Like others in its class, Xanax can exhibit sedative, sleep-inducing and muscle-relaxing properties. Because of these effects, Xanax is also a commonly abused recreational drug. In fact, from 2003 to 2012, admissions to treatment facilities for Xanax increased tenfold. For every person admitted for Xanax in 2003 there were ten who were admitted less than a decade later.
Xanax works by slowing down activity in regions of the brain associated with anxiety, fear and agitation. It attaches to receptors in the brain associated with such feelings and polarizes the according brain cells. A quarter of a milligram (0.25 mg) to a half of one (0.5 mg) is the recommended dose of Xanax for someone to whom it is prescribed. Often Xanax comes in 1 mg tabs with perforations. These tabs have come to be called “Zanny bars” in the drug-abuse world. Too many of these can result in catastrophic damage.
Short Term Effects of Xanax
Similarly to with alcohol, the initial effects of Xanax can be desirable to a non-prescribed abuser. These include euphoria, sedation, extreme relaxation and lack of worry. However, because of the complex chemical makeup of such drugs, Xanax does not produce the same results in all people. It can also cause nausea, stomach-bleeding, double vision, temporary amnesia, lack of focus, and muscle tremors in the short-term.
As with all prescription drugs, Xanax can produce side effects that may occur even for those taking it as prescribed. These include headache, fatigue, dizziness, dry mouth, seizures, depression, lack of sex drive, difficulty urinating, constipation, rashes, shortness of breath, and mood changes.
Over time, the abuse of Xanax can cause serious damage. One major long-term effect is the overproduction of enzymes in the liver. Xanax can cause abnormal amounts of liver enzymes, which are proteins used by cells. This can permanently damage the liver.
Many more forms of long-term damage are caused from the body becoming used to the effects of Xanax. The body of a Xanax abuser adapts over time to the effects of the drug. His or her brain adjusts accordingly, and so if and when intake of Xanax is halted, the results are harsh. The effects of Xanax Withdrawal can mean difficulty thinking clearly, very poor memory, mood swings and impotence.
Continued use of Xanax over many years, for longtime addicts, can cause dementia, amnesia, respiratory depression, delirium, severe depression, violence, and even psychosis. Not fun.
Xanax and Alcohol when combined
The additive effect is when two or more drugs are combined and produce a new, stronger effect. Most times, the additive effect can increase the potency of each drug involved. Consider now this quote from Elements Behavioral Health: “Particularly harmful is pairing the anti-anxiety drug Xanax with alcohol. Like alcohol, it acts on the hypothalamus in the brain and slows breathing, heart rate, body temperature and blood pressure. The additive effect of using both Xanax and alcohol can slow these necessary bodily functions to a dangerous degree.”
Both Xanax and Alcohol are considered to be central nervous system (CNS) depressants. Therefore, when combined, the additive effect depresses the CNS greatly, which can cause respiratory depression. This is common among those who mix Alcohol and Xanax regularly. It causes breathing to become so inadequate that not enough carbon dioxide is released, possibly leading to further complication. The possibility of respiratory arrest exists for combined alcohol & Xanax abuse, which can be fatal within minutes of starting.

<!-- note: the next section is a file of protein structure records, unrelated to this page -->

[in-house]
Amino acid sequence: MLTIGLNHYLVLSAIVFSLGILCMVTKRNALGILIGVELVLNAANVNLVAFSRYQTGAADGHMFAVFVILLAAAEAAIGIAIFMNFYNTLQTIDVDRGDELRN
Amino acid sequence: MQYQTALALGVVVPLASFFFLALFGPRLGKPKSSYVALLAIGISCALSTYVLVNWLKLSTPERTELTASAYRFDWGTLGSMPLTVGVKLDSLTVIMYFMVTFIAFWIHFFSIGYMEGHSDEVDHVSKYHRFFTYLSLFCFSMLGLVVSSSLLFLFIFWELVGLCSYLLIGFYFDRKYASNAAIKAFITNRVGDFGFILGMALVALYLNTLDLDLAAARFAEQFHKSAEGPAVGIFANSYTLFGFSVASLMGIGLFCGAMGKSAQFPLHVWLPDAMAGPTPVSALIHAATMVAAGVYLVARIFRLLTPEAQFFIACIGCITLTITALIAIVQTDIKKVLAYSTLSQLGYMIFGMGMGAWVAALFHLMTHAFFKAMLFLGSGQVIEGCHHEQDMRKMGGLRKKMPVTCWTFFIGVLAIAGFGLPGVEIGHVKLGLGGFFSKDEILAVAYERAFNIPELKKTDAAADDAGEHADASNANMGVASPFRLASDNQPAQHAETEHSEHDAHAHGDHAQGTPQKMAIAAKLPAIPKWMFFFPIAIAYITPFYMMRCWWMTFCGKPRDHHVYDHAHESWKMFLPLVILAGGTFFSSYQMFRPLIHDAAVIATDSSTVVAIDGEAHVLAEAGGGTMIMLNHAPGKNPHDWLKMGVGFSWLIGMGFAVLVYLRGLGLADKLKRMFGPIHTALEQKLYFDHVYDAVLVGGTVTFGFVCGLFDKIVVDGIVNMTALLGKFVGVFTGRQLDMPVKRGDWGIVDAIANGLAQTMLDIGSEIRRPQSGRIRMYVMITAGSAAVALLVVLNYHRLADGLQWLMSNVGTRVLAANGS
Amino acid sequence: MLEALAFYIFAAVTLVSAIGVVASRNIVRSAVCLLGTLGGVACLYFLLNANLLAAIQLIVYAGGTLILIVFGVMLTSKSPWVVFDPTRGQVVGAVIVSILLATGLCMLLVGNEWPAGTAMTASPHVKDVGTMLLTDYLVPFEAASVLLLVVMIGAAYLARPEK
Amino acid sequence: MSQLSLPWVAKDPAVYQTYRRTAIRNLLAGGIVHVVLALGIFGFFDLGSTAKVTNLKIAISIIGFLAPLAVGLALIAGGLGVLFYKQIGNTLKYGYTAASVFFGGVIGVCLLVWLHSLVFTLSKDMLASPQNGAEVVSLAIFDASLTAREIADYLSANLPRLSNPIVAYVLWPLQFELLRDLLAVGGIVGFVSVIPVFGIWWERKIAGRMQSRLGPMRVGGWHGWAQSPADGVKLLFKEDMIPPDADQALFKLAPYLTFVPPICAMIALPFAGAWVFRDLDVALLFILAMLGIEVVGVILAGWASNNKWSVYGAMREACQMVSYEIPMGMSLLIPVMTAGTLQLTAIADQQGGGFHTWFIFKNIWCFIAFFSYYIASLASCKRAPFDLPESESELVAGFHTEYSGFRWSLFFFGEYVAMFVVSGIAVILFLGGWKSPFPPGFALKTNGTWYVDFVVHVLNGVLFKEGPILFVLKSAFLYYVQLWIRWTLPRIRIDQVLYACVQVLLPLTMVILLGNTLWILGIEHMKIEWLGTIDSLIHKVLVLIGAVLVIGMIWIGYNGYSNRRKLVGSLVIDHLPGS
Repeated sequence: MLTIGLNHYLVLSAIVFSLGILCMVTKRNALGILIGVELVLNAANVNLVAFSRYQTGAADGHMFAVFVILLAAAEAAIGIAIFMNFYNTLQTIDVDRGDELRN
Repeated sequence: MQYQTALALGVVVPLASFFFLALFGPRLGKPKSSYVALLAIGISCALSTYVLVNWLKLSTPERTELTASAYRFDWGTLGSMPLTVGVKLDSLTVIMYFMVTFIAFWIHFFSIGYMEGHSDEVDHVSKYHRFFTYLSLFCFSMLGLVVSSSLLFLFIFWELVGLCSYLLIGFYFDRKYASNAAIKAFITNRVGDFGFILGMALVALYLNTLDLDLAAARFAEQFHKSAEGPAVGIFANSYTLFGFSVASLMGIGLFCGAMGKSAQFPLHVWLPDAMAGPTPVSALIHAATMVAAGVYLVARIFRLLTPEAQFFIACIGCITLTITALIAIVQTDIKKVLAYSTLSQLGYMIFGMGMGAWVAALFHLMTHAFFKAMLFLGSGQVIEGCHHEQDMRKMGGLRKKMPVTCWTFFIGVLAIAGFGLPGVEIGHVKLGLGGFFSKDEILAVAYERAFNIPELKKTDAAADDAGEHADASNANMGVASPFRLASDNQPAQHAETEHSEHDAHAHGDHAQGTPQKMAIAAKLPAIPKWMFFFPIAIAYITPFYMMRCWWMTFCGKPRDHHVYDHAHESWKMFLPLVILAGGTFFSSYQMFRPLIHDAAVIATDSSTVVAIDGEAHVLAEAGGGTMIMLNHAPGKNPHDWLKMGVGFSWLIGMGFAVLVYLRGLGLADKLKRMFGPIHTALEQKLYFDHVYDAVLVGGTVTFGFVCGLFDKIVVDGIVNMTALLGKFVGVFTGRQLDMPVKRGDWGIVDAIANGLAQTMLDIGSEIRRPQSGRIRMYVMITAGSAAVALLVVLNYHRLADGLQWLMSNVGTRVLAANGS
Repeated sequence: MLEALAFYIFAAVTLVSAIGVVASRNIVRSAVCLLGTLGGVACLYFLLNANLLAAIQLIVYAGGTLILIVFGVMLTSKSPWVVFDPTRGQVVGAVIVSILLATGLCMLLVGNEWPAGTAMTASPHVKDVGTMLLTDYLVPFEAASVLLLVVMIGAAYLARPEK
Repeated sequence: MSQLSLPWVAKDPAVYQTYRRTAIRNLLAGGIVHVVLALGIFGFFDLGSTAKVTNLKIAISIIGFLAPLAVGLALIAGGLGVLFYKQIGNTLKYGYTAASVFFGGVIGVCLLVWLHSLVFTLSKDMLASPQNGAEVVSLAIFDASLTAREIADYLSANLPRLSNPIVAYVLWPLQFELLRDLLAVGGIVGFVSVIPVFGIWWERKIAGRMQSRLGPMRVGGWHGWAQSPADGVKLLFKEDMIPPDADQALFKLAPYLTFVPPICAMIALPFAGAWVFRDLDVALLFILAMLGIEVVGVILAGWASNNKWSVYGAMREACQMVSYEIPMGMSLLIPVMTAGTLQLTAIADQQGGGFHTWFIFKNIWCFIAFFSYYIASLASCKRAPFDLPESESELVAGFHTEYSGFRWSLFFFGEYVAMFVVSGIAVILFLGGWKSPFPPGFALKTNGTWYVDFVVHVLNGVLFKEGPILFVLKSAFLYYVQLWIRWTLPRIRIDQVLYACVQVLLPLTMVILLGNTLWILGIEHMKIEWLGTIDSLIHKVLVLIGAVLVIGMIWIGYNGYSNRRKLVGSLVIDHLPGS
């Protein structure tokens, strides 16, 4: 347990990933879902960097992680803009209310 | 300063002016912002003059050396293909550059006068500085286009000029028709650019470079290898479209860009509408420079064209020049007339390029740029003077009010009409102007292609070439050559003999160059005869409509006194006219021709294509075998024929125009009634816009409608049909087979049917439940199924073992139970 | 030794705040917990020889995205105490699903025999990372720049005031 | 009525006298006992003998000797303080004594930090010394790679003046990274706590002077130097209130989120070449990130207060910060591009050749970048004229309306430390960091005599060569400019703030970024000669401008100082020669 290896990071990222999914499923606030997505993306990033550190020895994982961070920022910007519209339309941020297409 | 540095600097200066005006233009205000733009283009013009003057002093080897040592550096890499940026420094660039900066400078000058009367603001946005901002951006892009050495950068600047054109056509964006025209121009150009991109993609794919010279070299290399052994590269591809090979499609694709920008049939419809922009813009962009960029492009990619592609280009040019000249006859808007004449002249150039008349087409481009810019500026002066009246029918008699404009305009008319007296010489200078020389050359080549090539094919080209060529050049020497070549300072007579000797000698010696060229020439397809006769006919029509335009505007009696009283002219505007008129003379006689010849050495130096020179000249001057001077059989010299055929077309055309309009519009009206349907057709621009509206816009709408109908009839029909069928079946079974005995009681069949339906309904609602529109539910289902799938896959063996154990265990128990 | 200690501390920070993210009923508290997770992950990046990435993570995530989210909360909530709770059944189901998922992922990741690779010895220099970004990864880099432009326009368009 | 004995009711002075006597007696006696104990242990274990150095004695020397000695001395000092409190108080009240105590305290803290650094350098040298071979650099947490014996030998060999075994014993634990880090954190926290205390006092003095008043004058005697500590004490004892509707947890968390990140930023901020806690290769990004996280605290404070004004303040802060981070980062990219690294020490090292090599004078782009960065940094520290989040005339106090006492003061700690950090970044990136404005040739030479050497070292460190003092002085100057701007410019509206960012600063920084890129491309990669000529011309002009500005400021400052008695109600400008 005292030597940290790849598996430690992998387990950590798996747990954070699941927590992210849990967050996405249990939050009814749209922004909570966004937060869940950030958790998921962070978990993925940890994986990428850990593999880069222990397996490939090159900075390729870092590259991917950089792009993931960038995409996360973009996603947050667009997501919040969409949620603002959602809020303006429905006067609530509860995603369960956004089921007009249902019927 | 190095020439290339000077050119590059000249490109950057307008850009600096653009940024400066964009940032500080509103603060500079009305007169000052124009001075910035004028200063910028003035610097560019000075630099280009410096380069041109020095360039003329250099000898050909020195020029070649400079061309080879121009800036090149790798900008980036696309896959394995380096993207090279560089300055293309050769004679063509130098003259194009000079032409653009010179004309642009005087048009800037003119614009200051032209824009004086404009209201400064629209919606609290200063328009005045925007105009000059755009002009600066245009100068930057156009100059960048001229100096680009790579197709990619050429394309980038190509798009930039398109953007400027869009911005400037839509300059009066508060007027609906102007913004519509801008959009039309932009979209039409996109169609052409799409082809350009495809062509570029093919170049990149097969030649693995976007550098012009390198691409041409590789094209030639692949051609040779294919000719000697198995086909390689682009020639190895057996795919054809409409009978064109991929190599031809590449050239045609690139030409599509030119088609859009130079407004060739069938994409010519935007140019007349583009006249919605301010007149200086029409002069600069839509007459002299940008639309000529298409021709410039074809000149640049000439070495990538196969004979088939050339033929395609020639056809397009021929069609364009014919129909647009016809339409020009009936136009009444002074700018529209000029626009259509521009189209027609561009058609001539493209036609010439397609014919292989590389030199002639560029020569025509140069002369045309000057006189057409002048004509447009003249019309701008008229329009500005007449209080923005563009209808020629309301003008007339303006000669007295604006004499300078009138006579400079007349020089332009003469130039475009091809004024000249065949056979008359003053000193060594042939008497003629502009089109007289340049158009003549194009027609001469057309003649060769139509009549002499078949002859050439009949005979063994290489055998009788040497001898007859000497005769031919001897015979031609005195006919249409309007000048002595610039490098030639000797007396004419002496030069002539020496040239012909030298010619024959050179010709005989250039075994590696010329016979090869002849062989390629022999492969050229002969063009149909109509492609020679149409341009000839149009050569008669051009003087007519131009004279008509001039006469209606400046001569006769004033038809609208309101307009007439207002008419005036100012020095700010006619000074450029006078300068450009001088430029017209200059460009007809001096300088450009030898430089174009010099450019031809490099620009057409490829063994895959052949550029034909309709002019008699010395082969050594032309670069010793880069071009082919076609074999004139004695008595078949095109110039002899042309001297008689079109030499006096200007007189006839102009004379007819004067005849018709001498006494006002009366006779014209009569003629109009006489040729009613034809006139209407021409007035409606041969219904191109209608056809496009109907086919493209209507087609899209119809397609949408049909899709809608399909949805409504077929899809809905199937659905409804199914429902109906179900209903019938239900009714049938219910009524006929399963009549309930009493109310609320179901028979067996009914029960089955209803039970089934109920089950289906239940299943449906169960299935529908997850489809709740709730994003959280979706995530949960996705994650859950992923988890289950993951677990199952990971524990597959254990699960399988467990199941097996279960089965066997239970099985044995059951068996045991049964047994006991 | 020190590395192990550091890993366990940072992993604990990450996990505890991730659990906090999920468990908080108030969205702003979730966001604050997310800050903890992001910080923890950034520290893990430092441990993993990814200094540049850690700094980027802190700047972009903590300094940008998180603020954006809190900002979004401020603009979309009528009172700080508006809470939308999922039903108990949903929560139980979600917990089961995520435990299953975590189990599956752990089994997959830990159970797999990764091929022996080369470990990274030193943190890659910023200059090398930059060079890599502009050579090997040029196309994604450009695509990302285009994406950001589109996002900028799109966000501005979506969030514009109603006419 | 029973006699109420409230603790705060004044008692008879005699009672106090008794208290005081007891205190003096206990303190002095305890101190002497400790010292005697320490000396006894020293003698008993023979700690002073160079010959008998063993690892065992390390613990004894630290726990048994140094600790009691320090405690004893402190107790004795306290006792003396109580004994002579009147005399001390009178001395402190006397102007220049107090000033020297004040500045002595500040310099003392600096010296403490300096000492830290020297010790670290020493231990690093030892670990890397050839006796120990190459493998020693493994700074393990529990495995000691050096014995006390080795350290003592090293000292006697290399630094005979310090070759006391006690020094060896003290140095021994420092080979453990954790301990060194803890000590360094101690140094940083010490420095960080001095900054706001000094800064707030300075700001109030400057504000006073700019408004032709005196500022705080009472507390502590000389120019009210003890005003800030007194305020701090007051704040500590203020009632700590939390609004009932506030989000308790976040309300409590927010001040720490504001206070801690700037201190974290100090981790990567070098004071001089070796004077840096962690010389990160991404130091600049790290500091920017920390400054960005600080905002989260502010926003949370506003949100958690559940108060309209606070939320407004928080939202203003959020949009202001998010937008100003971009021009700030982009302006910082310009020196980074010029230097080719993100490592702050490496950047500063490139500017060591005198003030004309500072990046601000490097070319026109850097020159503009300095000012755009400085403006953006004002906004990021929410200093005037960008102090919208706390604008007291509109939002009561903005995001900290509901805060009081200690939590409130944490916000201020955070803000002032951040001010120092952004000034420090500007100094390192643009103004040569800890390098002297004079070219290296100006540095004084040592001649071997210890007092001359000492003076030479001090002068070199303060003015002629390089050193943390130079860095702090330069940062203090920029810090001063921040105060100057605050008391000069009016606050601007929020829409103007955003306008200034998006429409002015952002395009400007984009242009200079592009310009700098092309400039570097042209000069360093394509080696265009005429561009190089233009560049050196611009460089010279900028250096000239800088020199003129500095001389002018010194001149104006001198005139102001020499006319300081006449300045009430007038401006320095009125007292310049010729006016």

Not that the side effects of Alcohol and Xanax on their own aren’t bad, but a list of potential side effects from combining Xanax and Alcohol is worse. The side-effects from an Alcoho combo (not previously listed) are anoxic brain damage, liver cancer, cardiomyopathy, arrhythmia, stroke, mouth/throat cancer, breast cancer, and pancreatitis. The effects are worse due to the additive effect.
The last major effect combing these drugs can have regards sedation. Because both Alcohol and Xanax exhibit sedative properties, there is an increased risk of excessive sedation. This can lead to a coma.
Statistics Say it All
Xanax is the second most prescribed psychoactive drug, behind hydrocodone. This inevitably makes it one of the most widely prescribed drugs. Xanax and Valium are the two most commonly abused benzodiazepines. According to the Substance Abuse and Mental Health Services Administration, 95% of people admitted into benzodiazepine treatment also suffer from a secondary substance addiction. Since alcohol is the single most commonly abused substance, logic says a good portion of these patients suffer a dual diagnosis of Xanax and alcohol addiction.
Here are more startling statistics regarding the combined abuse of Xanax and Alcohol:
- Over 20% of teens abuse alcohol and nearly 5% of teens abuse Xanax.
- 44% of ER visits from mixing Alcohol and Xanax end in serious medical outcomes.
- Xanax-related ER visits rose from 17,000 to 125,000 over fifteen years.
- Over 30% of fatal prescription drug overdoses are from benzodiazepines.
- Admission to treatment facilities for concurrent Xanax and Alcohol Abuse has nearly tripled since 1998.
- Involving alcohol in normal, prescribed Xanax use makes you 86% more likely to have to be hospitalized.
- 30% of drug-related deaths are caused by benzodiazepines. Over 20% of those deaths involve alcohol.
The Final Word
People drink for hundreds of reasons, but people are prescribed Xanax for two reasons: panic and/or anxiety disorders. Sometimes alcohol may be used by those prescribed Xanax to further mask the pain associated with panic and anxiety. Sometimes alcoholics feel anxious or panicky and take Xanax to combat these feelings. Addiction creates many difficult obstacles to overcome. However, you should now be more aware of just how dangerous the combination of Xanax and Alcohol can be.
If you abuse Alcohol and Xanax simultaneously with any regularity, it is not recommended to stop cold turkey. As stated, the body may react in an adverse way, leading to health complications. Seek help from a medical professional or call 800-404-6636 to speak to an addiction treatment specialist and get help today.